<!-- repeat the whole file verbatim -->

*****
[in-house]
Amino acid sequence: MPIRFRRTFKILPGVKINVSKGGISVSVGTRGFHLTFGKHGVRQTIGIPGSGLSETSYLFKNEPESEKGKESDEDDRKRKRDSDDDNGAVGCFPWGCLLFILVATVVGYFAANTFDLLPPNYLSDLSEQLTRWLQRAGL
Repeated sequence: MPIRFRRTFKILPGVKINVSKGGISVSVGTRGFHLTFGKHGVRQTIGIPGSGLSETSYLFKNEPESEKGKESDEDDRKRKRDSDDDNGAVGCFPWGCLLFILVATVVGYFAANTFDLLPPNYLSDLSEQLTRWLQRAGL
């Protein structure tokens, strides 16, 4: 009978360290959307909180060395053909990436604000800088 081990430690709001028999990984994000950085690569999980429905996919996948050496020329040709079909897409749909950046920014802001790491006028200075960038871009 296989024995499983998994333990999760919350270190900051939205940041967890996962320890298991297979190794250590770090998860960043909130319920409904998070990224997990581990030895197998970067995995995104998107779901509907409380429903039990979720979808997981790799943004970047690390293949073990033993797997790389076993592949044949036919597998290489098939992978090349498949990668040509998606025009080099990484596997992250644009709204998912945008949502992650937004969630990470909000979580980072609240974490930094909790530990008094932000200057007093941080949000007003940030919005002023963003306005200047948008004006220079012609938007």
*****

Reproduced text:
[in-house]
Amino acid sequence: MPIRFRRTFKILPGVKINVSKGGISVSVGTRGFHLTFGKHGVRQTIGIPGSGLSETSYLFKNEPESEKGKESDEDDRKRKRDSDDDNGAVGCFPWGCLLFILVATVVGYFAANTFDLLPPNYLSDLSEQLTRWLQRAGL
Repeated sequence: MPIRFRRTFKILPGVKINVSKGGISVSVGTRGFHLTFGKHGVRQTIGIPGSGLSETSYLFKNEPESEKGKESDEDDRKRKRDSDDDNGAVGCFPWGCLLFILVATVVGYFAANTFDLLPPNYLSDLSEQLTRWLQRAGL
């Protein structure tokens, strides 16, 4: 009978360290959307909180060395053909990436604000800088 081990430690709001028999990984994000950085690569999980429905996919996948050496020329040709079909897409749909950046920014802001790491006028200075960038871009 296989024995499983998994333990999760919350270190900051939205940041967890996962320890298991297979190794250590770090998860960043909130319920409904998070990224997990581990030895197998970067995995995104998107779901509907409380429903039990979720979808997981790799943004970047690390293949073990033993797997790389076993592949044949036919597998290489098939992978090349498949990668040509998606025009080099990484596997992250644009709204998912945008949502992650937004969630990470909000979580980072609240974490930094909790530990008094932000200057007093941080949000007003940030919005002023963003306005200047948008004006220079012609938007």